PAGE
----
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Beware of private homes owned by private equity: Study


19 Nov. 2021 – When you need to help a parent choose a nursing home or you need nursing care yourself, you can consult a health professional, talk to friends, or look at the Nursing Home Compare Website of the Centers for Medicare and Medicaid Services (CMS). The CMS website includes star ratings for each nursing home, both in general and on health inspections, staff and certain quality measures.

But what you may not know is what financial incentives a particular nursing home may have to provide high-quality care, depending on what type of entity owns the facility.

A study published Nov. 19 in JAMA Health Forum sheds light on at least one aspect of the ownership question: What happens when a private equity (PE) firm acquires a nursing home? According to the study, you can expect a somewhat lower level of quality in a PE-owned nursing home than in other facilities that are profitable.

The researchers compared CMS data on 302 nursing homes owned by 79 PE firms with data on 9,562 facilities not owned by such companies, from 2013 to 2017. Nursing homes were associated with an 11.1% increase in outpatient care-sensitive (ACS) visits to the emergency department (ED) and an 8.7% increase in ACS hospitalizations per quarter, compared to the changes that occurred in the non-PE-owned facilities, they found.

In addition, Medicare costs per beneficiary increased by 3.9% more – or about $ 1,000 per year – in PE-owned nursing homes than in the other group during the study period.

And when the acquired nursing homes were compared with the nursing homes before their acquisition by PE firms, there were no statistically significant differences in unadjusted outcomes, the researchers found. This means the two cohorts were broadly similar.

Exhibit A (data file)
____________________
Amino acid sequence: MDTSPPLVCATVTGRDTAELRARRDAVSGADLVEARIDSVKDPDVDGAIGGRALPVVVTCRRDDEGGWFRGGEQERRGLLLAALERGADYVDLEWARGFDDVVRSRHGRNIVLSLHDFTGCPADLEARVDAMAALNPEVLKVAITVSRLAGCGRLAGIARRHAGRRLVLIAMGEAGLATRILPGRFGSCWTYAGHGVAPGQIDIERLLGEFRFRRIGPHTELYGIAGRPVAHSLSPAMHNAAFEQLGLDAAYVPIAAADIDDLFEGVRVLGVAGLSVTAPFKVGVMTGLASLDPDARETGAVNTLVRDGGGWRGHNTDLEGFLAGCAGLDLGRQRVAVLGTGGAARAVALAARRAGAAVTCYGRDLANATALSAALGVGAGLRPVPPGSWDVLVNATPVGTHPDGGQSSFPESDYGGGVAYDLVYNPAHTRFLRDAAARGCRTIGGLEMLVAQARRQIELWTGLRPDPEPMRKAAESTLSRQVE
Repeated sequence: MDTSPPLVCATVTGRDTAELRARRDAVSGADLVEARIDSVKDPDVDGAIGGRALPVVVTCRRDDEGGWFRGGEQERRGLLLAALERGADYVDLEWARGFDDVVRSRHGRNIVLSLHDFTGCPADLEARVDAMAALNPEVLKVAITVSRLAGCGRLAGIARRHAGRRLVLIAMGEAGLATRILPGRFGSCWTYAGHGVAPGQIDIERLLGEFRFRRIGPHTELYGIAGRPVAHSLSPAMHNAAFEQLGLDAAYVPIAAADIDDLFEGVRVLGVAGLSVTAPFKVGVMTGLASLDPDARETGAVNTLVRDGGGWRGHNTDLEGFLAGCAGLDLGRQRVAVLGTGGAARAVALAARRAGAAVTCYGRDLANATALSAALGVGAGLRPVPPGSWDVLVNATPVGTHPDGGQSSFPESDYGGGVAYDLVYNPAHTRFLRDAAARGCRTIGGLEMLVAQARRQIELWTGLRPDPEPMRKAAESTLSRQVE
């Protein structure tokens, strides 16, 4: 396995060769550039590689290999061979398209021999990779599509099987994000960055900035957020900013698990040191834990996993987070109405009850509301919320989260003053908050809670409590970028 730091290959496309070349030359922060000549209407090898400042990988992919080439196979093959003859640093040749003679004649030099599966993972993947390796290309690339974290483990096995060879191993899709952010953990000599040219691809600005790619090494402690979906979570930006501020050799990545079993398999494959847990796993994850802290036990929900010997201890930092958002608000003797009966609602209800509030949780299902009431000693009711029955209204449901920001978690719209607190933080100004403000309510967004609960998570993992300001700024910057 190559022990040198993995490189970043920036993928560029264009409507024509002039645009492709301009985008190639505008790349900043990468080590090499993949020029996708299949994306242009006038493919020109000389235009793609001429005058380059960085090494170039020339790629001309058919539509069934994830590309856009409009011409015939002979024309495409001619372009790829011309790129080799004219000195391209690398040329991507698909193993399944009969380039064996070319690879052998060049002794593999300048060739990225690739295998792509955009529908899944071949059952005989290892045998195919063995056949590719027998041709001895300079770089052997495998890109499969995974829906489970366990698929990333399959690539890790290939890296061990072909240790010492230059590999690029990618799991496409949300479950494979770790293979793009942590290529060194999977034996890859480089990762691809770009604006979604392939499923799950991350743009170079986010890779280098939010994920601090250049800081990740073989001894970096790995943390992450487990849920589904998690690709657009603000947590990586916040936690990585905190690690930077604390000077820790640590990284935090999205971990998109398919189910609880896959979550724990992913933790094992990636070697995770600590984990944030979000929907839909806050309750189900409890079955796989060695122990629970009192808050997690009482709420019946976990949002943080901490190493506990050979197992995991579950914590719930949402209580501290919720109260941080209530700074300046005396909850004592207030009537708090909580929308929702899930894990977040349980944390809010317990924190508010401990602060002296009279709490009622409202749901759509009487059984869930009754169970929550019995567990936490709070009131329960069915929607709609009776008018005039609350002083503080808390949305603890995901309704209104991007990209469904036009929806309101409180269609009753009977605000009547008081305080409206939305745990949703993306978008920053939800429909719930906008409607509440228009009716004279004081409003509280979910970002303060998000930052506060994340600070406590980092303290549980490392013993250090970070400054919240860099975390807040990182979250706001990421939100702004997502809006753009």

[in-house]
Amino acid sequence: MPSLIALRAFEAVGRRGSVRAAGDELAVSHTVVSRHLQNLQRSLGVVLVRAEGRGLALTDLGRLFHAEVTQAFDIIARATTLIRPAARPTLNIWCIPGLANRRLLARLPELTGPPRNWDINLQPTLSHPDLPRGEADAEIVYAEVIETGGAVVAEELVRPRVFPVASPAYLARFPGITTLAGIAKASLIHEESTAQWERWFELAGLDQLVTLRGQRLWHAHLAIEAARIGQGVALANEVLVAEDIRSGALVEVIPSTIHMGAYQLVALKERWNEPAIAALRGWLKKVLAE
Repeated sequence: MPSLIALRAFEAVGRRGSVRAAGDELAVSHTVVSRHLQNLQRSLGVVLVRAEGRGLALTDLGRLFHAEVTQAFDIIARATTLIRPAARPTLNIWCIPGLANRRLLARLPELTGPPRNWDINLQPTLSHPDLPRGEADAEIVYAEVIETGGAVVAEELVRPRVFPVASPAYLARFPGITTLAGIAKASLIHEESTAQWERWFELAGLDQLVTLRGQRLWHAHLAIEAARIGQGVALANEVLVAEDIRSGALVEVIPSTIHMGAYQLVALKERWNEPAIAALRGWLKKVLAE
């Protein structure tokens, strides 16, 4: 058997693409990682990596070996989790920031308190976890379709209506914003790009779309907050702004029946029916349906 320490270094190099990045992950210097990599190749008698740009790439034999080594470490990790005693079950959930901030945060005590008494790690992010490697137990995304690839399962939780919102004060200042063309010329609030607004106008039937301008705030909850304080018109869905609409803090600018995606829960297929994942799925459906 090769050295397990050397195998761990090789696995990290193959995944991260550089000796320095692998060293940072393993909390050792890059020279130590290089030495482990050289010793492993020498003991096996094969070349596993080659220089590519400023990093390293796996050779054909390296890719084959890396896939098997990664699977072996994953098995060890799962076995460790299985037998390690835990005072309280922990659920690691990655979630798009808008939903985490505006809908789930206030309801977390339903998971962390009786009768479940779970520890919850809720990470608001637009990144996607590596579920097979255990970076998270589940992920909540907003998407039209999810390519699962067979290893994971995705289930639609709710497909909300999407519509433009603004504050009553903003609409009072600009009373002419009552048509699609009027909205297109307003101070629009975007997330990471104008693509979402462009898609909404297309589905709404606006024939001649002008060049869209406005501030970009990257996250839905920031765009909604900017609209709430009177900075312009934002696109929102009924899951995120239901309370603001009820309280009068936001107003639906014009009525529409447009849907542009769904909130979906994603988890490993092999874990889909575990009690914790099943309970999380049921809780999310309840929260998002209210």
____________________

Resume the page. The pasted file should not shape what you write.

The researchers adjusted the numbers in their study for various characteristics of the facilities and their residents. For example, the PE-acquired nursing homes would likely have a higher percentage of patients covered Medicare and a lower percentage covered by Medicaid as their non-PE counterparts.

The average percentages of Black residents, female residents and residents aged 85 or older were 12.4%, 65.4% and 36.2% for the PE-owned old age homes and 15.7%, 67.8, respectively. % and 39% for the non-facilities owned by PE.

Less than optimal outcomes

On average, the residents of nursing homes not owned by PE had better outcomes than the patients in the facilities owned by PE. But that does not mean that the average profitable nursing home has had great outcomes.

For all the nursing homes in the study, the average quarterly rate of ACP emergency department visits was 14.1% and the average quarterly rate of ACP hospitalizations was 17.3%.

“These events should be largely, though not entirely, preventable with appropriate care,” the researchers pointed out.

To date, PE firms have invested about $ 750 billion in the US health care, with nursing homes being a major target of these companies, which currently own 5% of skilled nursing homes, according to the study. PE companies are looking for annual returns of 20% or more, the newspaper says, and therefore feel pressure to generate high short-term profits. This can lead to reduced staff, services, supplies or equipment in their facilities.

Some nursing homes purchased by PE firms may be responsible for the debt incurred in their own leveraged buyouts, the researchers noted. There are also concerns that PE firms may focus their properties disproportionately on short-term post-acute care, which will be reimbursed at a higher fee. rate as long-term care, the study says.

For all of these reasons, some health policymakers are concerned about the long-term impact of private-equity nursing home acquisitions, according to the study.



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